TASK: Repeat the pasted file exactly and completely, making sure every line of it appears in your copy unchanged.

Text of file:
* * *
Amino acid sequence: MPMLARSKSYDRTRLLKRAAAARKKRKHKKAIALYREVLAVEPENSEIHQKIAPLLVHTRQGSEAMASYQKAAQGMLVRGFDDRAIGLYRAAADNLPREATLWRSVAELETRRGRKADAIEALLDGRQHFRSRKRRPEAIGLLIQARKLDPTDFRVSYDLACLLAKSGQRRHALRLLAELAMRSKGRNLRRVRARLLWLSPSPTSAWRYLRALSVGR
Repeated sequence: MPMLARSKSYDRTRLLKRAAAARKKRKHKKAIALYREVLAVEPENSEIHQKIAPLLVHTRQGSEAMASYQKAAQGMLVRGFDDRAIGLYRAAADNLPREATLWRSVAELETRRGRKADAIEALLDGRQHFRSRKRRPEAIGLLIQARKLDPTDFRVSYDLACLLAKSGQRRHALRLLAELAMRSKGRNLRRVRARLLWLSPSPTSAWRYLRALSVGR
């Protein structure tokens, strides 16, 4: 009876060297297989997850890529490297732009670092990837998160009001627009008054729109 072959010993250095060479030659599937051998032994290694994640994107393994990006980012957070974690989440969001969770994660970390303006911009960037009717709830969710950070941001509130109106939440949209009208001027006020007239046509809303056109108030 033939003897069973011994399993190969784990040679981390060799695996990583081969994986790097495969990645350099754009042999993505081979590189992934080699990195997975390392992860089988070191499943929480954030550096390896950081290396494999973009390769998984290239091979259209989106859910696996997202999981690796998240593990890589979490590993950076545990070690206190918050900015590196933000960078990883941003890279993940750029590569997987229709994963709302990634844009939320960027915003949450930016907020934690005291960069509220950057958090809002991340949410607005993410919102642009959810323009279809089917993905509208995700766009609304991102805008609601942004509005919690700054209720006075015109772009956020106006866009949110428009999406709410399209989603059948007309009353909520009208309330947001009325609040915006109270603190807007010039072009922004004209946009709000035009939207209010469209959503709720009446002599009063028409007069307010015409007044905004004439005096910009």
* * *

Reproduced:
Amino acid sequence: MPMLARSKSYDRTRLLKRAAAARKKRKHKKAIALYREVLAVEPENSEIHQKIAPLLVHTRQGSEAMASYQKAAQGMLVRGFDDRAIGLYRAAADNLPREATLWRSVAELETRRGRKADAIEALLDGRQHFRSRKRRPEAIGLLIQARKLDPTDFRVSYDLACLLAKSGQRRHALRLLAELAMRSKGRNLRRVRARLLWLSPSPTSAWRYLRALSVGR
Repeated sequence: MPMLARSKSYDRTRLLKRAAAARKKRKHKKAIALYREVLAVEPENSEIHQKIAPLLVHTRQGSEAMASYQKAAQGMLVRGFDDRAIGLYRAAADNLPREATLWRSVAELETRRGRKADAIEALLDGRQHFRSRKRRPEAIGLLIQARKLDPTDFRVSYDLACLLAKSGQRRHALRLLAELAMRSKGRNLRRVRARLLWLSPSPTSAWRYLRALSVGR
């Protein structure tokens, strides 16, 4: 009876060297297989997850890529490297732009670092990837998160009001627009008054729109 072959010993250095060479030659599937051998032994290694994640994107393994990006980012957070974690989440969001969770994660970390303006911009960037009717709830969710950070941001509130109106939440949209009208001027006020007239046509809303056109108030 033939003897069973011994399993190969784990040679981390060799695996990583081969994986790097495969990645350099754009042999993505081979590189992934080699990195997975390392992860089988070191499943929480954030550096390896950081290396494999973009390769998984290239091979259209989106859910696996997202999981690796998240593990890589979490590993950076545990070690206190918050900015590196933000960078990883941003890279993940750029590569997987229709994963709302990634844009939320960027915003949450930016907020934690005291960069509220950057958090809002991340949410607005993410919102642009959810323009279809089917993905509208995700766009609304991102805008609601942004509005919690700054209720006075015109772009956020106006866009949110428009999406709410399209989603059948007309009353909520009208309330947001009325609040915006109270603190807007010039072009922004004209946009709000035009939207209010469209959503709720009446002599009063028409007069307010015409007044905004004439005096910009």